When life gives you lemons, go ride Lemonade!

West Virginia

West Virginia is coal country.  See the seam halfway up the road cut?  And all the rail cars full?  Coal seems to be the major industry here.


For us that lumpy ground that you can see above becomes the most interesting roads to ride on a motorcycle.  These are not rolling hills, these are steep mini-mountains with narrow gaps between them and narrow valleys flowing down their sides.  This gives the roads lots of curves, drops and climbs.  Wonderful!

Great for our purposes, but the economy here is low.  Many of the processing plants are closed, valley towns part empty with store fronts boarded up.  Some of the towns are hoping for some tourism money.  The area around Williamson has built 80 miles of ORV trails and they let the quads run down the town streets during the daytime.

We stopped for a potty break there and got blocked into the parking lot by a car that pulled in front of us.  He did that because the local police officer had pulled him over and he came into the lot because there was no space on the street.  No problem, we drank our soda's, used the toilets and about the time we were done so was he.  Then the officer, Mike, wanted to talk to us.  Again no problem, he is also a biker and was thinking about getting a GoldWing and trailer.  So we talked bikes, trailers and roads for a half hour.  I wonder if all the locals that passed us thought we were getting a ticket.  After exchanging calling cards we said good by and headed on up the narrow canyon road.  Go for it Mike!  Get your Wing!

Another town, Beckley, has taken an old coal mine and opened it for tours.

The mine first opened in 1891 as a hand dug operation.  The coal seam was about 3 and a half feet high.  The miners worked the seam on their hand and knees or lying down.  They would, by candlelight or oil lamp, dig a slot at the bottom of the seam and then drill a series of holes at the top. They could them break off this section on the "dotted line" of holes.

The miners lived in a company town, received company wages and paid company prices for their housing, food and store.  It was a brutal job and poorly paid.  The mine closed in 1920 because of competition from bigger more efficient mines.

Our tour was in the same location but after the city bought the site in 1960 they totally renovated it to a more "modern" mine, mid 1900's.  They raised the ceilings in the tunnels, laid the tracks and bought the equipment to use and display.  Our guide, Marvin, is a retired miner and explained things very well, even if, to us, he had a thick accent.  

There is also a museum and a collection of buildings salvaged from mining camps around the state.  And they had a nice little campground up on top of the hill where we stayed.  And this is right in the center of the town of Beckley.

The other big attraction in this area is the "New River Gorge".  This picture is from a picture in the visitor center.  We did not rent an airplane.  The name comes not from it being a new river, actually it is one on the oldest in the country, but from an explorer who told a mapmaker that he had found a new river not currently on the maps.  The name just stuck.  During the 1800's and early 1900's this gorge was stripped of timber, pierced with coal mines and had a coal town every 1/2 mile down it.  Today the railroad tracks are still in use on each side of the bottom but Mother Nature has reclaimed the slopes and hidden the ruins of towns.  The trees are tall and numerous.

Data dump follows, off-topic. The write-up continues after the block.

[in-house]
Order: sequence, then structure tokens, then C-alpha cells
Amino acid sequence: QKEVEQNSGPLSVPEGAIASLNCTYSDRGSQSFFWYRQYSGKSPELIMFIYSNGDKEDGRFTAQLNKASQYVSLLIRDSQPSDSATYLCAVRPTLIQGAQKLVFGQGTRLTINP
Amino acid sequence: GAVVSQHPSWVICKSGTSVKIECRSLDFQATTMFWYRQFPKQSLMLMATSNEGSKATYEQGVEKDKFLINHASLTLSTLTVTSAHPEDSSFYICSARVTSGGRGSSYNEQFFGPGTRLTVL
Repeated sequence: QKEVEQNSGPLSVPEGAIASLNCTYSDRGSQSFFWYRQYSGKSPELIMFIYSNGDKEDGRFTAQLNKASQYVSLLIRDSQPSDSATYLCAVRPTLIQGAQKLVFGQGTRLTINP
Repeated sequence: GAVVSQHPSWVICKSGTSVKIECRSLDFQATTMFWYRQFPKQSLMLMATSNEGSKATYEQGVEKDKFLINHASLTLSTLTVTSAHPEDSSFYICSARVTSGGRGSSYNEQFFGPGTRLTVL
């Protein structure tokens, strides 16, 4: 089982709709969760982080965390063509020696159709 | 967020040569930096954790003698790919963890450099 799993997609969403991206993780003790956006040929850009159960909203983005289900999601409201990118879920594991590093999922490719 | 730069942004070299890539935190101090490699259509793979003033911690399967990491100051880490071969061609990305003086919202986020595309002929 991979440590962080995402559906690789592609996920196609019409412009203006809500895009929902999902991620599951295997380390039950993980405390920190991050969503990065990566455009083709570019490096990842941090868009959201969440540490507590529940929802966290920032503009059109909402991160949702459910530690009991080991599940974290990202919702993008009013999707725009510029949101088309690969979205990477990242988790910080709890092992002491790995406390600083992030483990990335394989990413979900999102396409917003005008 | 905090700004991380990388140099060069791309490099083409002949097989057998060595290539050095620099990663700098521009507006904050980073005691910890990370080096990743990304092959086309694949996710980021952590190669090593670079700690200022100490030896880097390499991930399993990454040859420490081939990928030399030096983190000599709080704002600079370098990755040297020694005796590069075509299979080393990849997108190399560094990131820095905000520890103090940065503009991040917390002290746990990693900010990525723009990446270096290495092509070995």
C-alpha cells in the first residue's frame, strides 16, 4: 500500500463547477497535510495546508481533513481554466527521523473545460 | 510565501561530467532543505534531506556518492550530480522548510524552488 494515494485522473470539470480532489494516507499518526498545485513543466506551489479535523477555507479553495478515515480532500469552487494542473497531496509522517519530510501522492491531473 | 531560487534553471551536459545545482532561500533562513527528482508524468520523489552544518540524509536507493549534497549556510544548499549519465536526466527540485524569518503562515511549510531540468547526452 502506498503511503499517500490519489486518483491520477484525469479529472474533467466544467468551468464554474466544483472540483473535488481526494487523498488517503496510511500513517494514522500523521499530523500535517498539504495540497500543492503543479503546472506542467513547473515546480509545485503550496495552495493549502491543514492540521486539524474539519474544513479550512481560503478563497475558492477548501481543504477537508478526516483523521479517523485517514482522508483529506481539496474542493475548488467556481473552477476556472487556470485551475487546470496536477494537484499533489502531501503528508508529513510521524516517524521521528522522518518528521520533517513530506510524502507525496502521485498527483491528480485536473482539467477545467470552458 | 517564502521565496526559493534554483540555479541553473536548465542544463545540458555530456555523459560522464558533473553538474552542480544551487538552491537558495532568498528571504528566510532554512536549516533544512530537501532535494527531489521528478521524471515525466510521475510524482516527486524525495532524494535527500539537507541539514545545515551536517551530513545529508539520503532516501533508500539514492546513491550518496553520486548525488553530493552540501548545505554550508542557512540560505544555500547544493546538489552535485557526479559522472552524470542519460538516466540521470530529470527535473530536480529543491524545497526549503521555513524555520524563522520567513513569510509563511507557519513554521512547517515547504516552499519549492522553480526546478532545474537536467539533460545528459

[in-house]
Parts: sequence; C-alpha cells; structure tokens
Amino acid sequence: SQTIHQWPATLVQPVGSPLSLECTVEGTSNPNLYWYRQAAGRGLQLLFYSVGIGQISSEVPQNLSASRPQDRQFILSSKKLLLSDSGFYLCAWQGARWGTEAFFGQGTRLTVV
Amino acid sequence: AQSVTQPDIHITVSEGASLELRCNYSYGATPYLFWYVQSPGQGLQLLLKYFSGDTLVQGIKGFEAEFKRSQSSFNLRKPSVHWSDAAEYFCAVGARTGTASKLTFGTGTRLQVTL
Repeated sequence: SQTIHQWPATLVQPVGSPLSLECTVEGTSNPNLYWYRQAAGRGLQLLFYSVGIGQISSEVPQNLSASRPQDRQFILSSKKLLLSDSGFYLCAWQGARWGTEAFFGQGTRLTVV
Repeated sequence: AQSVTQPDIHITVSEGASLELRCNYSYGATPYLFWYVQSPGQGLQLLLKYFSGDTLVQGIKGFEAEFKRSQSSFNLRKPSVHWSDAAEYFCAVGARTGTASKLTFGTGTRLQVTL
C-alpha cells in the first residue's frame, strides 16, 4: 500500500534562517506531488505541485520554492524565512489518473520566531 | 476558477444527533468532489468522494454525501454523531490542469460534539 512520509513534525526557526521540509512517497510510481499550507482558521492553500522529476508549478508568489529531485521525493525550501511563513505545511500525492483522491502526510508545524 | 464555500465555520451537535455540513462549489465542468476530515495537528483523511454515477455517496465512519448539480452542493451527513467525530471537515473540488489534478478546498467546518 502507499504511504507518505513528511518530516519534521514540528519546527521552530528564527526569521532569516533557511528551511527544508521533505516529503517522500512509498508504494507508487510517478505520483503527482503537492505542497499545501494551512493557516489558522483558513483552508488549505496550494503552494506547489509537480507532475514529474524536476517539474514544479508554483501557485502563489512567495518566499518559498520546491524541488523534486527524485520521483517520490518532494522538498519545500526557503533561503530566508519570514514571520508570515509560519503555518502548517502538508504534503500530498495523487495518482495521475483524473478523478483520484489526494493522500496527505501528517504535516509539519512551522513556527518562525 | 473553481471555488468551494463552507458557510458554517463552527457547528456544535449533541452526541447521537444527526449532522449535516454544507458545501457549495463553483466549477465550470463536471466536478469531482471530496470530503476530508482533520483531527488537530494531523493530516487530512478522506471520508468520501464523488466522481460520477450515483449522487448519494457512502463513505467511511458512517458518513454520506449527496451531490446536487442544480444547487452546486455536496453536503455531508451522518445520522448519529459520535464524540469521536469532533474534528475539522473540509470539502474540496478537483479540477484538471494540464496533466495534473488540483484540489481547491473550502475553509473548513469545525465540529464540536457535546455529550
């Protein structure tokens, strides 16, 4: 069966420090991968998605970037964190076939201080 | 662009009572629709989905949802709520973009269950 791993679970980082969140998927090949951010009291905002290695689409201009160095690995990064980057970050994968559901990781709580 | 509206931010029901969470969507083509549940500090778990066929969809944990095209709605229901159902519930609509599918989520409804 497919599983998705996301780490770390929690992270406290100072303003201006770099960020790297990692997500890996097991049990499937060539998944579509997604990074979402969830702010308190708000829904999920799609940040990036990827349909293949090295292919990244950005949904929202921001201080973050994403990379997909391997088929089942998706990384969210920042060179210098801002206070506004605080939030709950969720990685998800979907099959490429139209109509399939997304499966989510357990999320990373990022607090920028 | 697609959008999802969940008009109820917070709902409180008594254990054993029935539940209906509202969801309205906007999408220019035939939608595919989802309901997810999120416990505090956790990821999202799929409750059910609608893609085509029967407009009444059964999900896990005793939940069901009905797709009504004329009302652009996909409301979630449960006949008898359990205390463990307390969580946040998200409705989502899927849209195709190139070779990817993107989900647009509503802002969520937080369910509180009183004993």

Before the high bridge was built in the 1970's it took 45 minutes to cross the gorge on a switchback one-lane road through the bottom and across the bridge built in 1889.  The road was first paved in 1928.  The road was closed in 1978.  The bridge at the bottom was too decrepit to use until 1998 when the bridge at the bottom was rebuilt and the road reopened.  Now part of the experience is taking the old road, which today is also only one-way through the bottom.





The new New River Gorge bridge is over 800 feet above the water and about 1700 feet long.  It now takes 45 seconds to cross the gorge, a lot less than the 45 minutes before it was built.  The view from the bridge is nearly non-existent because of the railings.  But the visitor center, its viewpoints and the road down the bottom give lots of views.  Every October, for one day, they close the bridge and open it to base jumpers, bungee jumpers and rope rapellers.

That takes care of this part of West Virginia for us.  We plan to be back in the northern part but now it is time to head east and finish the Blue Ridge Parkway.  Well, that's quite true.  We did the first hundred and fifty miles and now we are going to do the last fifty miles in Virginia.  That will finish the Blue Ridge for us even if we didn't do all of it.  We are on our way to Monticello, Thomas Jefferson's home and to visit some friends we met while we were in Europe.